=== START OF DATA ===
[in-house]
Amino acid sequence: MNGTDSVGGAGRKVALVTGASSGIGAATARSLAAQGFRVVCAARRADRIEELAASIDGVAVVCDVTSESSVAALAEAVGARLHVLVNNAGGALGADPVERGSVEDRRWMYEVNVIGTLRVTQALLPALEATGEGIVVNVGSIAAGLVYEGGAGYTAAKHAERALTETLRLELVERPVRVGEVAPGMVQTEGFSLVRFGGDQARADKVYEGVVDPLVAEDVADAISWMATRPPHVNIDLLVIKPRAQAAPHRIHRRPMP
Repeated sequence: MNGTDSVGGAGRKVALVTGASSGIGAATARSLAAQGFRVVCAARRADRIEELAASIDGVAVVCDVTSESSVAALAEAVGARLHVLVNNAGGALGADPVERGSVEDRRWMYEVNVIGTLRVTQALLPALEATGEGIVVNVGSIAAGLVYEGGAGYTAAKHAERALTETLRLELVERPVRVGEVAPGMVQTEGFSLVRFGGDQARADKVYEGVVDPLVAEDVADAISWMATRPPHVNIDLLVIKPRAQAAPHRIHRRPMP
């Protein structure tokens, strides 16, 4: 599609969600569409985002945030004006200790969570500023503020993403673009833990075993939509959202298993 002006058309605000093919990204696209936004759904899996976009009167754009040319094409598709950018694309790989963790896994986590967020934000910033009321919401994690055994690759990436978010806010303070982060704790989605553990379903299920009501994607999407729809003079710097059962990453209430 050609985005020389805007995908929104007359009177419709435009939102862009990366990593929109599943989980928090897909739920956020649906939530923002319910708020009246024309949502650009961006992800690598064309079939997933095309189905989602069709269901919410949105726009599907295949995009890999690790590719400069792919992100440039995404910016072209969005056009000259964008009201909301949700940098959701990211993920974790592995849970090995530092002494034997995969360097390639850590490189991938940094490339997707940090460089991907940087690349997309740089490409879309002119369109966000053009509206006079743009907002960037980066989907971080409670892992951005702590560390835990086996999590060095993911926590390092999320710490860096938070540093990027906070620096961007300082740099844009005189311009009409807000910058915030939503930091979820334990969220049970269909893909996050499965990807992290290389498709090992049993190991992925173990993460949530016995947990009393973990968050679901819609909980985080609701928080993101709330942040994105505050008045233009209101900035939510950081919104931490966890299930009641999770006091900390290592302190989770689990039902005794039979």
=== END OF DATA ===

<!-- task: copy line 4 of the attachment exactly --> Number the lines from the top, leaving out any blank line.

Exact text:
């Protein structure tokens, strides 16, 4: 599609969600569409985002945030004006200790969570500023503020993403673009833990075993939509959202298993 002006058309605000093919990204696209936004759904899996976009009167754009040319094409598709950018694309790989963790896994986590967020934000910033009321919401994690055994690759990436978010806010303070982060704790989605553990379903299920009501994607999407729809003079710097059962990453209430 050609985005020389805007995908929104007359009177419709435009939102862009990366990593929109599943989980928090897909739920956020649906939530923002319910708020009246024309949502650009961006992800690598064309079939997933095309189905989602069709269901919410949105726009599907295949995009890999690790590719400069792919992100440039995404910016072209969005056009000259964008009201909301949700940098959701990211993920974790592995849970090995530092002494034997995969360097390639850590490189991938940094490339997707940090460089991907940087690349997309740089490409879309002119369109966000053009509206006079743009907002960037980066989907971080409670892992951005702590560390835990086996999590060095993911926590390092999320710490860096938070540093990027906070620096961007300082740099844009005189311009009409807000910058915030939503930091979820334990969220049970269909893909996050499965990807992290290389498709090992049993190991992925173990993460949530016995947990009393973990968050679901819609909980985080609701928080993101709330942040994105505050008045233009209101900035939510950081919104931490966890299930009641999770006091900390290592302190989770689990039902005794039979």